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Genus of the Week

Week of June 8-14

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This page has been created for people who want to learn more about plants, especially in the context of their taxonomy (Latin names, etc.). This is by no means an exhaustive list of all available Web resources on a particular genus.
Visit the Land of the Glandular Trichomes, a microscopic look at plants in the Lamiaceae family.

This week's genus:

Sisyrinchium - The Blue-Eyed Grasses

Subclass: Monocotyledoneae
Superorder: Liliidae
Order: Liliales
Family: Iridaceae: The Iris Family
Tribe: Sisyrincheae
Number of Species: About 100
Root: from the Greek sisuri+gxion, first named by Theophrastus, a Greek philosopher who succeeded Aristotle as teacher at the garden Lyceum.

The genus Sisyrinchium is considered the most primitive of the Iridaceae because of the normal design of its flowers; a perianth with 6 segments. The sepals and petals, which together make up the perianth, look identical. Blue-Eyed Grasses are also identified by the presence of a rhizome (underground stem) which doubles as an organ for food storage. Almost all of the species in this genus are restricted to the Americas.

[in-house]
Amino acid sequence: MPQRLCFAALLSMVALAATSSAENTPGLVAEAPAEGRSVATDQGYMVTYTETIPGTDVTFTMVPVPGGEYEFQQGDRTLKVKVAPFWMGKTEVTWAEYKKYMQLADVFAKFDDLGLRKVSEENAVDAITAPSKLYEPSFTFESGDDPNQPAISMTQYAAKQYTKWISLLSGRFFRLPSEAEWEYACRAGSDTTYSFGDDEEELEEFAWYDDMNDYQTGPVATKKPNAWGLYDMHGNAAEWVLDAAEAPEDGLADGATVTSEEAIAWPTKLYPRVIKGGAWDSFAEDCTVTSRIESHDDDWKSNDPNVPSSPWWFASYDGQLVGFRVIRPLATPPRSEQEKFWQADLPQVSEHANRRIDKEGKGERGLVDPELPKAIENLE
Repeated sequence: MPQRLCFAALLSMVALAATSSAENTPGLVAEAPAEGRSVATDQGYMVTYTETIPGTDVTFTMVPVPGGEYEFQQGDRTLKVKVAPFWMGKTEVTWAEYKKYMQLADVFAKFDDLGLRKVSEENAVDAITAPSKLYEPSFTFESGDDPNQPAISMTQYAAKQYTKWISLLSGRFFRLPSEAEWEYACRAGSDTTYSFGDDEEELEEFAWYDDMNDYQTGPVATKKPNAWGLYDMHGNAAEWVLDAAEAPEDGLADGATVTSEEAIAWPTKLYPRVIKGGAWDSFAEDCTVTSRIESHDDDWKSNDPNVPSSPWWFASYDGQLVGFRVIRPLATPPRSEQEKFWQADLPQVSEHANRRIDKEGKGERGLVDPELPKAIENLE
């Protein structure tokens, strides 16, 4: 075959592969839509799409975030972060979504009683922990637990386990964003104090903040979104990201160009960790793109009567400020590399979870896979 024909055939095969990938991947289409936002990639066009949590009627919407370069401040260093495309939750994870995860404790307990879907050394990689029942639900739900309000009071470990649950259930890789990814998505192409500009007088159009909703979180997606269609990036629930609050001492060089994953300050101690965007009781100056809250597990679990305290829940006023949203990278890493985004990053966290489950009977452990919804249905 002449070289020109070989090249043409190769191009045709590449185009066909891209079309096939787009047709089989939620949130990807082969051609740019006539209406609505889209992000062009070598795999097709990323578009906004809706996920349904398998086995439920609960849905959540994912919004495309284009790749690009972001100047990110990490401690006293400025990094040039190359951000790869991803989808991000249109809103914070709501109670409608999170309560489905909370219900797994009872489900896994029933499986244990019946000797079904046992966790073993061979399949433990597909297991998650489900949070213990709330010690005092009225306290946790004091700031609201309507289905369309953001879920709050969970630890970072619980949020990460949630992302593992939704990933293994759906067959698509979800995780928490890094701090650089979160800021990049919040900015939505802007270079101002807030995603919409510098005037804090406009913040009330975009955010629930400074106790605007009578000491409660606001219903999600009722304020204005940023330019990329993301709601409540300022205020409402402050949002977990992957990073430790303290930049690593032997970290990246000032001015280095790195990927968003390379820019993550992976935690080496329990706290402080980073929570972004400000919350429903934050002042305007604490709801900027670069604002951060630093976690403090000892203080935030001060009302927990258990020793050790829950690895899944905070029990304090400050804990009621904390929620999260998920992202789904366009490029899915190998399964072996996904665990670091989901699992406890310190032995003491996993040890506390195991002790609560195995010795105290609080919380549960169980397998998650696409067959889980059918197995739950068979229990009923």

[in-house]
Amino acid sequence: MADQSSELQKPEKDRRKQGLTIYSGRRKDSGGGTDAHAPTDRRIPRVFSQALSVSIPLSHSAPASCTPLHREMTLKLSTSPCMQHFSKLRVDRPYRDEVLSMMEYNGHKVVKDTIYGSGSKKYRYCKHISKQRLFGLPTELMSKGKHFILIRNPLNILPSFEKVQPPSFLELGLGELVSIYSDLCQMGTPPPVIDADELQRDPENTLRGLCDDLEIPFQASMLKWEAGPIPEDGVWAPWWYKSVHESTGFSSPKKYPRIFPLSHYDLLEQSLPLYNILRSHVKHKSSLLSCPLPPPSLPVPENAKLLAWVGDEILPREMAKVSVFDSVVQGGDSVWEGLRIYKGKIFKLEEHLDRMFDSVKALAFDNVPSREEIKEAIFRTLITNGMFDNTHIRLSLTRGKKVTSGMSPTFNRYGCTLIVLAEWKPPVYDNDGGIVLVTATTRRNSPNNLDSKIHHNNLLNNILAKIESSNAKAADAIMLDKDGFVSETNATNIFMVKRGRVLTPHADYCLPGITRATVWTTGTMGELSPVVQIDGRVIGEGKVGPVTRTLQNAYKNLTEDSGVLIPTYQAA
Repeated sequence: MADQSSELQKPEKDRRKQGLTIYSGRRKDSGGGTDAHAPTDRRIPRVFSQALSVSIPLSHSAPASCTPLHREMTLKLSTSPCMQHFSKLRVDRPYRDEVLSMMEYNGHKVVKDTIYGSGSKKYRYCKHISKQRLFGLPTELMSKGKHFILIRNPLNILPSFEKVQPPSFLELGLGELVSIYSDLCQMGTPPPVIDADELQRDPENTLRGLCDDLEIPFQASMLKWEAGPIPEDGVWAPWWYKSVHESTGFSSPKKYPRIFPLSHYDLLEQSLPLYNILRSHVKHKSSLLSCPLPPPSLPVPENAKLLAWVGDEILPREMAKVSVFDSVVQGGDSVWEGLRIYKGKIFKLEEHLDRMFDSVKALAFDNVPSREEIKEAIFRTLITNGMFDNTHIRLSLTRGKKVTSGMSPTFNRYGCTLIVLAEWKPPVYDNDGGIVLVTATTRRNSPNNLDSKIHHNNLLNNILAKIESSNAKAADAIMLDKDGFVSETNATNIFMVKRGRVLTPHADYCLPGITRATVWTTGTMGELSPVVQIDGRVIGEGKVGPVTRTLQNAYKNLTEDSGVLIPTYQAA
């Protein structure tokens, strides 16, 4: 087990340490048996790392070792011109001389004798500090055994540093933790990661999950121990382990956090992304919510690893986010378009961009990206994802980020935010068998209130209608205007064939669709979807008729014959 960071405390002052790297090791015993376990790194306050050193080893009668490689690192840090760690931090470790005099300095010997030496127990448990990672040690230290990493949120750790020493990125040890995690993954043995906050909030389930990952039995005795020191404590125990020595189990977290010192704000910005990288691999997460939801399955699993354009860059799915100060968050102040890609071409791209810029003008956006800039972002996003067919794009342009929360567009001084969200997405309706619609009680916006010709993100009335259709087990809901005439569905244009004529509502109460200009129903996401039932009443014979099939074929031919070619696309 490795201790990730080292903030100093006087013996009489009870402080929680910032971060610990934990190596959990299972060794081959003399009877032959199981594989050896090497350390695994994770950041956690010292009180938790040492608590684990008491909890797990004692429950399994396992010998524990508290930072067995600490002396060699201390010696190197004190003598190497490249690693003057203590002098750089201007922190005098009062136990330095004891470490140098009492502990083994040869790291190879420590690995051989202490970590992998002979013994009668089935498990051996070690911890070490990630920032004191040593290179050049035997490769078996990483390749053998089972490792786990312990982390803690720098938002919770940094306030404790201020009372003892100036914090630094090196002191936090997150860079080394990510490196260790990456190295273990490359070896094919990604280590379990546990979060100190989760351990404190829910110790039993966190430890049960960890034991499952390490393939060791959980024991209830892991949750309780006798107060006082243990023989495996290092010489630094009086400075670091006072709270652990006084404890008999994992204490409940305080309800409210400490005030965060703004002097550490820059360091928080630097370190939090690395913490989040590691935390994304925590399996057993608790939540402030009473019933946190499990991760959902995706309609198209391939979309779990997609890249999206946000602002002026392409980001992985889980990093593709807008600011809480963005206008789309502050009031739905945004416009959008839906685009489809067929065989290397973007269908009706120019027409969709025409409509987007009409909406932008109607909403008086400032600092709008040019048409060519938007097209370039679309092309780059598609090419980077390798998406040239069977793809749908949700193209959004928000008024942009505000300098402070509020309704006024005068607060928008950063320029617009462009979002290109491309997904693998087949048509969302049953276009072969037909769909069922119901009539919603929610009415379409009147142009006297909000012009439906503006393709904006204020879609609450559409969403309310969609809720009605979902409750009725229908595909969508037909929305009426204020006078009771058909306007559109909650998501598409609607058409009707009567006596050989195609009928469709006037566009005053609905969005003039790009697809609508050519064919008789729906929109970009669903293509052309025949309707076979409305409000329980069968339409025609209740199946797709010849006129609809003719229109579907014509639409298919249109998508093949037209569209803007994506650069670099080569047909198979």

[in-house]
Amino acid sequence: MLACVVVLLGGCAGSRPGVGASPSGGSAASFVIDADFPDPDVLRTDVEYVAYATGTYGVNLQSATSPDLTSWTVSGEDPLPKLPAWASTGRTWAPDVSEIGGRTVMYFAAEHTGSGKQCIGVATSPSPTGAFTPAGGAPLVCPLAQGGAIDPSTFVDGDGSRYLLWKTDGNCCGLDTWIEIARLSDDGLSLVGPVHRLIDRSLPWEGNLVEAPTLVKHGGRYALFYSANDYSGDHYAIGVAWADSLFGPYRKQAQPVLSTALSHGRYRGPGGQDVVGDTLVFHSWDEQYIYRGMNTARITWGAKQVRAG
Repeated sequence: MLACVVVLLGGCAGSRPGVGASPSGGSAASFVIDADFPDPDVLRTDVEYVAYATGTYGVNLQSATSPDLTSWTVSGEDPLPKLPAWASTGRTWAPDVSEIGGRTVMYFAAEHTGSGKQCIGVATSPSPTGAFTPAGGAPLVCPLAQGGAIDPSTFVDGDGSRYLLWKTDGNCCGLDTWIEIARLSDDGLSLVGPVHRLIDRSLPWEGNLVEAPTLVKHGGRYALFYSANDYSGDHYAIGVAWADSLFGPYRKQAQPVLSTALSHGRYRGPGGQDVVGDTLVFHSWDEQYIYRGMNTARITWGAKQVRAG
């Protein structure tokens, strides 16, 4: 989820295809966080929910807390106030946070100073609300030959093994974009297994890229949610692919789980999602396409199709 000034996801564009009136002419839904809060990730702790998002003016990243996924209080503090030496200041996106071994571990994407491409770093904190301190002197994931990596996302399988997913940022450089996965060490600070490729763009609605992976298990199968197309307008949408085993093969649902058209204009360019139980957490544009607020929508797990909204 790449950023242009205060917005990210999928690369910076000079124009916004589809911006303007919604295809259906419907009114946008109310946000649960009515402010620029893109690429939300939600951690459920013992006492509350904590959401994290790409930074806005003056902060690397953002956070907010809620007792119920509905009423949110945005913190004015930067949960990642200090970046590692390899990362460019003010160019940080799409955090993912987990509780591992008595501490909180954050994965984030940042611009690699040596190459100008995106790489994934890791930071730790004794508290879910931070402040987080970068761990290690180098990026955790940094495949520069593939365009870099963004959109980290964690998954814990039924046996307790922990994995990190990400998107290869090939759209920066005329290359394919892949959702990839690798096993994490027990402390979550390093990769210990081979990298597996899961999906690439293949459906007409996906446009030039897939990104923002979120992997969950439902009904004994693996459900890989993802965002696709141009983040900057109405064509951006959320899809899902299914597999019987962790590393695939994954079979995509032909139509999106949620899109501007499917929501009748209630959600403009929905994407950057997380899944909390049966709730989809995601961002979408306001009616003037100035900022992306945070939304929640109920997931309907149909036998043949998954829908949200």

Here are a few links to images and descriptions of different Sisyrinchium species:


  1. Forey, Pamela. Wild Flowers of North America. New York, Gallery Books: 1991.
  2. Heywood, V.H., ed. Flowering Plants of the World. New York, Oxford University Press: 1993.
  3. Neiring, William A. and Nancy C. Olmstead., eds. The Audubon Society Field Guide to North American Wildflowers, Eastern Region. Alfred A. Knopf, New York: 1979.

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